Epeolatry Book Review: Coyote Rage by Owl Goingback


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Title: Coyote Rage
Author: Owl Goingback
Genre: Horror
Publisher: Independent Legions Publishing
Release Date: 9th Feb, 2019

Synopsis:2019 BRAM STOKER AWARDS WINNER Bram Stoker Award-Winning author Owl Goingback makes a triumphant return to horror and fantasy in this gripping new novel. Coyote is on a murderous hunt, leaving behind a trail of carnage. The shape-shifter is determined to kill the human representatives to the Great Council in Galun’lati, eliminating the rule of mankind in the New World. But Raven has overheard the Trickster’s evil plan, and will do anything to protect Luther Watie and his daughter, Sarah Reynolds, even if it means turning his skin inside out. The forces of evil are aligning in two very different worlds. Can mankind be saved, or will creatures of fur and fangs once again reign supreme?

Synopsis: In this Bram Stoker award-winning novel, the spirit realm of Galun’lati is preparing for its next meeting of the Great Council with emissaries from each of the Animal tribes. A plot to eliminate the human emissary is underway. Bloodthirsty Coyote wants nothing more then to rid the Earth of humanity so that the animal can once again rise up and lay claim over the New World.

I was excited to read Coyote Rage as soon as it was announced that it had won the 2019 Bram Stoker award for Best Novel. Author Owl Goingback also won the Bram Stoker award for best First Novel for his 1996 novel, Crota. All of his novels and short stories within the genre have incorporated his Native American heritage, which certainly piqued my interest. With this most recent book, the first of a promised trilogy, Goinback focused on shapeshifters, and the relationship between their spirit domain and our own reality.

The story begins at the seat of high fantasy, and we are immediately introduced to the land of Galun’lati, the spirit world of the Cherokee. Galun’lati is home to all manner of fantastical creatures, as we will eventually discover, but also serves at the meeting place for the avatars of each of the major animal tribes, the Coyote being chief among them.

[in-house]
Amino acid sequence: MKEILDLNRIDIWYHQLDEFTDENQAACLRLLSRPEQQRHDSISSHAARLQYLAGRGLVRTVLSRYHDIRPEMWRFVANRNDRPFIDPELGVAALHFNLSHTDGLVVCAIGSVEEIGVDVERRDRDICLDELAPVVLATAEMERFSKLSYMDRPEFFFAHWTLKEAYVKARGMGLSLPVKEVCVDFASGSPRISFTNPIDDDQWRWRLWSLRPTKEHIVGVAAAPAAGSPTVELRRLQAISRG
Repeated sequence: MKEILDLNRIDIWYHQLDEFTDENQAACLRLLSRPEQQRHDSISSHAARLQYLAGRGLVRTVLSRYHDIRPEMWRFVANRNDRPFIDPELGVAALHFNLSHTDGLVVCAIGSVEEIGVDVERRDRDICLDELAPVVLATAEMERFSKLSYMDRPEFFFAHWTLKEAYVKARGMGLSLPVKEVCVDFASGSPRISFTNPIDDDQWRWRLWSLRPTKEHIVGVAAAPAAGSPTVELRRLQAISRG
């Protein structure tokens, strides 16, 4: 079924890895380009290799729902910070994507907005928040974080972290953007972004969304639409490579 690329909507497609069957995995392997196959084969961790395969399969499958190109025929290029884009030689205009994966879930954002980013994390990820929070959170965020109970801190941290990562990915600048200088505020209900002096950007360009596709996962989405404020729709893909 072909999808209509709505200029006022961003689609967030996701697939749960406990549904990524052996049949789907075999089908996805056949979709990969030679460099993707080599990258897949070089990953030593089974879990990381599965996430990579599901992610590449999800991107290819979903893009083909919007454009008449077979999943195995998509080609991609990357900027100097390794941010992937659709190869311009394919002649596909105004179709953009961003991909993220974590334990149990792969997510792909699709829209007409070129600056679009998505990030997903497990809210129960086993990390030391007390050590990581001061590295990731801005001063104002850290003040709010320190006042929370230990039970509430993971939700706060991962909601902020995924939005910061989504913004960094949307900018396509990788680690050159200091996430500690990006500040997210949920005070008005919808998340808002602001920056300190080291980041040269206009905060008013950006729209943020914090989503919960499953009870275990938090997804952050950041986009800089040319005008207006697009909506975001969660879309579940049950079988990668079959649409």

Coyote is both a trickster and a bloodthirsty psychopath, convincing the other animals that the only sensible move is to betray and murder the human avatar, Luther Waite, an aging Cherokee and member of the Great Council, so that the New World will again be theirs. It is only the Raven that stands up to Coyote, and makes it his mission to protect Luther and by extension, the human race.

Once in the New World, both the Coyote and Raven shapeshift into humans so that they can move among them undetected. I particularly enjoyed these descriptions of the animals transforming into humans. Shapeshifting is no easy business, but is instead written as an incredibly painful process that Goingback describes quite viscerally, such as when Raven first transforms:

“…he used his sharp beak to tug at the feathers covering his chest. He pulled several loose, and then plunged his beak deep into the bare spot he had created, causing his flesh to magically separate and his cloak of black feathers to fall away… he turned his skin inside out and slipped it back on… his bones popped and lengthened as they realigned themselves, the skin stretching tight and sealing itself over the new body.”

These moments brought to mind the painful werewolf transformation sequence from An American Werewolf in London. However, the strongest cultural reference point I found with the book was the Terminator films, believe it or not. Goingback brings together two beings from another place taking on human guise; one is sent to kill, one is sent to protect. When the Raven first shapeshifts in our reality, he appears as a muscular, naked man, and coincidentally find himself near a biker bar. His first priority is to steal clothes and a motorcycle. Pretty on the nose, but rather than seeming contrived, I enjoyed the mixture of science fiction pop culture with Native American mythology. It felt par for the course, with what Goingback was trying to accomplish tonally.

Despite its good writing and pacing, I found minimal horror aspects. Beyond one jarringly gory sequence in an elder-care home where Coyote viciously slaughters both the residents and the staff, this read more like a supernatural adventure story.

In retrospect, it might have been a mistake to begin the novel in Galun’lati, outlining the goals and objectives of our supernatural shapeshifters at the onset. I would have preferred more mystery. It’s hard for me to consider a story scary if there are no unknowns. It might have made for a more visceral experience had we begun from the POV of the human characters who have no idea why bloodthirsty coyotes are suddenly attacking them, and then figure that out along with them, with the revelation of the spirit realm serving as a climax, and not as a prologue.

Still, I’m interested to see how Goingback will continue the story and deepen the worldbuilding mythology with the next books in the series. Anyone who appreciates a unique voice in the world of horror should definitely check it out!


Available from amazon.

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